As for changing the tier score required to achieve different tier levels, the casino is free to change those as it desires. The tier score has no cash value. In fact, a casino chain radically changed the tier scores required for the tiers in its club and the amount of play required to achieve those tiers a few months ago. The chain recalculated each player's tier score according to the new formulas, so players who played video poker found that they had one-tenth to almost one-hundredth the tier score that they had under the old rules, depending upon which paytables they played. Some players complained to the poor folks at the slot club booth, but really the only thing they could do is vote with their bankrolls and play somewhere else if they didn't like the new rules.

Slot clubs can gone through an evolution in earnings philosophies. In the first generation, slots and video poker earned at the same rate. In the second, there was some differentiation between video poker and slots. I've written many times in the past that video poker players have had a good run the past decade or so. With relatively low-payback penny slots taking over a larger and larger percentage of the slot floor, video poker didn't appear on slot managers' radar. Now with slot floors having all the penny slots the managers want, they're looking at video poker to increase revenue or decrease expenses.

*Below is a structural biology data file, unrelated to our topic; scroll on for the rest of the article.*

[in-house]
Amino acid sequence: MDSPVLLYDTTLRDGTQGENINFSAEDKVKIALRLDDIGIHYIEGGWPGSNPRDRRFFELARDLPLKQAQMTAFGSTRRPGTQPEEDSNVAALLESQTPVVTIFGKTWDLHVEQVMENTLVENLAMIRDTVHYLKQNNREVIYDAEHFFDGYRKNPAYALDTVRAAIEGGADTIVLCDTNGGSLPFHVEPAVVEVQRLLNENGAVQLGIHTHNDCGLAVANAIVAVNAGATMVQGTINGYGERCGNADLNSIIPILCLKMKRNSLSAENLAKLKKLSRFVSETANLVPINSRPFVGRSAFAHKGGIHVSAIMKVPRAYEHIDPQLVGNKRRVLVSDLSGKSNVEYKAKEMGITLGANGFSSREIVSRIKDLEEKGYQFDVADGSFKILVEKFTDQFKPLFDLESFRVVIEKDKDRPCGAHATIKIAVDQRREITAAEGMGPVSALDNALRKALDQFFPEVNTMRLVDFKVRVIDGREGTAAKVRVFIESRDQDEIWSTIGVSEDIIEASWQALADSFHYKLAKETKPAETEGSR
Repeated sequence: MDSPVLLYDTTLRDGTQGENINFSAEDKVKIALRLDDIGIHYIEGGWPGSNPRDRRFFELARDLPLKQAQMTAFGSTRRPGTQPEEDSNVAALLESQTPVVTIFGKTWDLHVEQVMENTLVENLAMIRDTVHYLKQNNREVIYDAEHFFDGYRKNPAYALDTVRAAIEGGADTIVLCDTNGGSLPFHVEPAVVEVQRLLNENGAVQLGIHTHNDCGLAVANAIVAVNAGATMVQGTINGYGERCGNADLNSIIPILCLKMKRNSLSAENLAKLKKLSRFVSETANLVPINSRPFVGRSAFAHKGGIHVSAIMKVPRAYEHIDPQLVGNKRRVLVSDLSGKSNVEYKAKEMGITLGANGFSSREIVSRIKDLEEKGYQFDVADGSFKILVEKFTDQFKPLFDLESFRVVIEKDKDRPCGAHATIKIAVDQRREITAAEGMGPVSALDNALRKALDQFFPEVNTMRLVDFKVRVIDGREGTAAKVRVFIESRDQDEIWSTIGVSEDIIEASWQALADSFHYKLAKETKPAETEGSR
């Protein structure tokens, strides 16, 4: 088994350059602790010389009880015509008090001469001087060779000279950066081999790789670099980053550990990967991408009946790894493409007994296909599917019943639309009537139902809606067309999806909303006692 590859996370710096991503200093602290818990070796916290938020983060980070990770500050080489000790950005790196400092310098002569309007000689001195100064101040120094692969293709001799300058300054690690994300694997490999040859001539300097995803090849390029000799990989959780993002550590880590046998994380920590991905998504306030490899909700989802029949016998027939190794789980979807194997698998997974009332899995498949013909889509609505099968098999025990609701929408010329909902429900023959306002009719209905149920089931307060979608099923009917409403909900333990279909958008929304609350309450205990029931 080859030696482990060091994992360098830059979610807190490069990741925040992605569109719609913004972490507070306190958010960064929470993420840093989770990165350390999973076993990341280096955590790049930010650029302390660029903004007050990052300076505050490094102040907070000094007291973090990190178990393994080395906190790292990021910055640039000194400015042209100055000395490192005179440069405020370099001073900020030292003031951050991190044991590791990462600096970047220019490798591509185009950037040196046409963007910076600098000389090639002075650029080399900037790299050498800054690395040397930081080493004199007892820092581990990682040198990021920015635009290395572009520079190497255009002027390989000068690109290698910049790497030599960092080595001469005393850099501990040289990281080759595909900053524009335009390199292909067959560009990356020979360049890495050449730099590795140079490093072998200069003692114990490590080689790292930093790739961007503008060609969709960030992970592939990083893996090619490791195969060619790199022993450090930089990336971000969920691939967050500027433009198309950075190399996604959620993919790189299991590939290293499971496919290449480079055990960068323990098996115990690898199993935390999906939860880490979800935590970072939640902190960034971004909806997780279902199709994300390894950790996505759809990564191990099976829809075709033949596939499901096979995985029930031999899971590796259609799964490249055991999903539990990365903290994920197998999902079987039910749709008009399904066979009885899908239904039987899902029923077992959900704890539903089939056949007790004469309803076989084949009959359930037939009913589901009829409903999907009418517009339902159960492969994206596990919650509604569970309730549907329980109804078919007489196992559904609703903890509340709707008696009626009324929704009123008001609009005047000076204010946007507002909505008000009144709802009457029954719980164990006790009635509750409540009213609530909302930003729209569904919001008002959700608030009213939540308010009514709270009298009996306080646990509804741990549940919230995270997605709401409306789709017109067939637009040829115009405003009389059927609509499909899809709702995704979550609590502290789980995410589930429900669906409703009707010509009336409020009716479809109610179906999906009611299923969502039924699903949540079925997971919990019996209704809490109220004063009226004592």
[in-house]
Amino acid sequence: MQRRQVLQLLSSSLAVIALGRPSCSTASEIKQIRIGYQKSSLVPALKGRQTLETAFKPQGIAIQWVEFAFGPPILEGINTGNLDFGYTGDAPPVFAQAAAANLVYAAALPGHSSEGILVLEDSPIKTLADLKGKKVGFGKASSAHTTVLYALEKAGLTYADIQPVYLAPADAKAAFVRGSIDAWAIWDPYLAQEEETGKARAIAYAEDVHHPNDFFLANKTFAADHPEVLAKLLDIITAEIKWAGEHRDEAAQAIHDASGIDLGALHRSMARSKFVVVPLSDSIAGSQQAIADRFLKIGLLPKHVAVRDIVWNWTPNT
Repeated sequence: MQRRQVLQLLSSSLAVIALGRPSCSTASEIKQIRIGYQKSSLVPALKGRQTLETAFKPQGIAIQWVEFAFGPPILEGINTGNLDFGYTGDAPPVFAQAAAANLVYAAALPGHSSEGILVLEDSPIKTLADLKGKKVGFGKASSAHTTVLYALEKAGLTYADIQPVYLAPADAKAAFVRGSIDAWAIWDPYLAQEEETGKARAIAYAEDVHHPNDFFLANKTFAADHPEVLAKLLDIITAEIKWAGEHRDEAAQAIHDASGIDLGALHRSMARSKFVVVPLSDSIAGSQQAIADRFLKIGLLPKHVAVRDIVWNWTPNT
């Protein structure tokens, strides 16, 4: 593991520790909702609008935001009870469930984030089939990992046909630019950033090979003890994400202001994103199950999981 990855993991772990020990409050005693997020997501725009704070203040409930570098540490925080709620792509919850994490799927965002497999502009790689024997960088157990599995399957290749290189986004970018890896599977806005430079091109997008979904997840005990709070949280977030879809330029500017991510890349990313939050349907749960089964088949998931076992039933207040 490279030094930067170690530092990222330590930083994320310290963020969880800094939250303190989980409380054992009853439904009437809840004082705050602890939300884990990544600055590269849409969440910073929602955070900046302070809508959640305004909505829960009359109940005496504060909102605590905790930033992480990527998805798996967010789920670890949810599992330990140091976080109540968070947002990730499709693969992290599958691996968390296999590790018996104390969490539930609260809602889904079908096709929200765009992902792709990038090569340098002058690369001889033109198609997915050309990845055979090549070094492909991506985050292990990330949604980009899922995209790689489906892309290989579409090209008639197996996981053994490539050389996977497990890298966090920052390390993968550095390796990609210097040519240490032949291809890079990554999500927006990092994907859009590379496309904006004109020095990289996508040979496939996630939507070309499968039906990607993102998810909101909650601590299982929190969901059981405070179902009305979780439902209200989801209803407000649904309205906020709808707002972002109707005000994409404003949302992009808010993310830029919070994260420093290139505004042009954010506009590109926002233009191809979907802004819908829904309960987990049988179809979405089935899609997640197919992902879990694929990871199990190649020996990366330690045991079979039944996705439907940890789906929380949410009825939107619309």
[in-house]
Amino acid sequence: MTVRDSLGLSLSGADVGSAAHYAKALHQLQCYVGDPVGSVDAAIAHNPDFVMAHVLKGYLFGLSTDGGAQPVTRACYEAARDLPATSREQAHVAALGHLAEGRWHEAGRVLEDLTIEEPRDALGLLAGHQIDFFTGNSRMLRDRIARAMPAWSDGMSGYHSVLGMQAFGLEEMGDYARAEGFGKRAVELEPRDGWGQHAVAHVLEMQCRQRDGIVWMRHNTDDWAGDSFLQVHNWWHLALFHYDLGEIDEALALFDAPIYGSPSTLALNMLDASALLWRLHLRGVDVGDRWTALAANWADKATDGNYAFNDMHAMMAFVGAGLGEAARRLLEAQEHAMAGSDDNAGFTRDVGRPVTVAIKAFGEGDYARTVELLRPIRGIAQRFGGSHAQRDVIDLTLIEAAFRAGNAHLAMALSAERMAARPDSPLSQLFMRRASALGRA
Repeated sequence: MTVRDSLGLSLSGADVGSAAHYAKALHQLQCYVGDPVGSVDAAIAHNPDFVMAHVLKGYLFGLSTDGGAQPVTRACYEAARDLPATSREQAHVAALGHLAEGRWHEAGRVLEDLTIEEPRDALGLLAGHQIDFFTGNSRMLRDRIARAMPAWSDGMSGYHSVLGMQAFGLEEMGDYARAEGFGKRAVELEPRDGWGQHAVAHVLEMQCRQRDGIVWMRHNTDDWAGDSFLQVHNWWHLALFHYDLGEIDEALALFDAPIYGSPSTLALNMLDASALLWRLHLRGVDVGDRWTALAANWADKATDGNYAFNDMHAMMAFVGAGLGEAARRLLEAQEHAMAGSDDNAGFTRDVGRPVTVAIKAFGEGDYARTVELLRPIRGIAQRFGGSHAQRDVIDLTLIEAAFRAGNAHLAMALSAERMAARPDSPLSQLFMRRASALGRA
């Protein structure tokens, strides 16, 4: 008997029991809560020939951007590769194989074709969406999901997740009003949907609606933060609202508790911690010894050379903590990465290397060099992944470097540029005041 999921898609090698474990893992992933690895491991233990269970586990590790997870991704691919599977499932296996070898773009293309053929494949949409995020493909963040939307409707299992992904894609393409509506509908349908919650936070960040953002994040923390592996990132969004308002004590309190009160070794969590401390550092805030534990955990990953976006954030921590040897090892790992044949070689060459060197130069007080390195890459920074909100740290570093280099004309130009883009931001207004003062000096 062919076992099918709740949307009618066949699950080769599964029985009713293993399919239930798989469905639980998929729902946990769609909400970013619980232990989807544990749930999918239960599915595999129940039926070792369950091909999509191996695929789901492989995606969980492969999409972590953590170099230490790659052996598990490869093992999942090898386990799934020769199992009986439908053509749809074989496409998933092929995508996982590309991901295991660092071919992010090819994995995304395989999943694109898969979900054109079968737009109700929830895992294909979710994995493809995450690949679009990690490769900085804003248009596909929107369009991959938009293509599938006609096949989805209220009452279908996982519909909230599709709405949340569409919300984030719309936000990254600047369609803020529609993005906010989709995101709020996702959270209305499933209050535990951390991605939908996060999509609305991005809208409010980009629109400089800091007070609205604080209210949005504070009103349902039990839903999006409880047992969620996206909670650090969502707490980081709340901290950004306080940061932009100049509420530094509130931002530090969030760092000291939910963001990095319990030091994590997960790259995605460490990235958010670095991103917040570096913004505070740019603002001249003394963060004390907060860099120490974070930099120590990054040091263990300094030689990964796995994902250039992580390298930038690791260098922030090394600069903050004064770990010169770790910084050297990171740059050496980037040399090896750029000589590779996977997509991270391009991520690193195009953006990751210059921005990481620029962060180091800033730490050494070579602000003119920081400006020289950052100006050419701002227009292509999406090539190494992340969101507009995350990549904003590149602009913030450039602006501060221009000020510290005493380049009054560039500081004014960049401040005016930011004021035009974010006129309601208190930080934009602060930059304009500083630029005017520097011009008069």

Hence we see some casinos cutting back on their high-paying video poker and others cutting back on benefits for video poker players.


John Robison
John Robison is an expert on slot machines and how to play them. John is a slot and video poker columnist and has written for many of gaming’s leading publications. He holds a master's degree in computer science from the prestigious Stevens Institute of Technology.

You may hear John give his slot and video poker tips live on The Good Times Show, hosted by Rudi Schiffer and Mike Schiffer, which is broadcast from Memphis on KXIQ 1180AM Friday afternoon from from 2PM to 5PM Central Time. John is on the show from 4:30 to 5. You can listen to archives of the show on the web anytime.

Books by John Robison:

The Slot Expert's Guide to Playing Slots
John Robison
John Robison is an expert on slot machines and how to play them. John is a slot and video poker columnist and has written for many of gaming’s leading publications. He holds a master's degree in computer science from the prestigious Stevens Institute of Technology.

You may hear John give his slot and video poker tips live on The Good Times Show, hosted by Rudi Schiffer and Mike Schiffer, which is broadcast from Memphis on KXIQ 1180AM Friday afternoon from from 2PM to 5PM Central Time. John is on the show from 4:30 to 5. You can listen to archives of the show on the web anytime.

Books by John Robison:

The Slot Expert's Guide to Playing Slots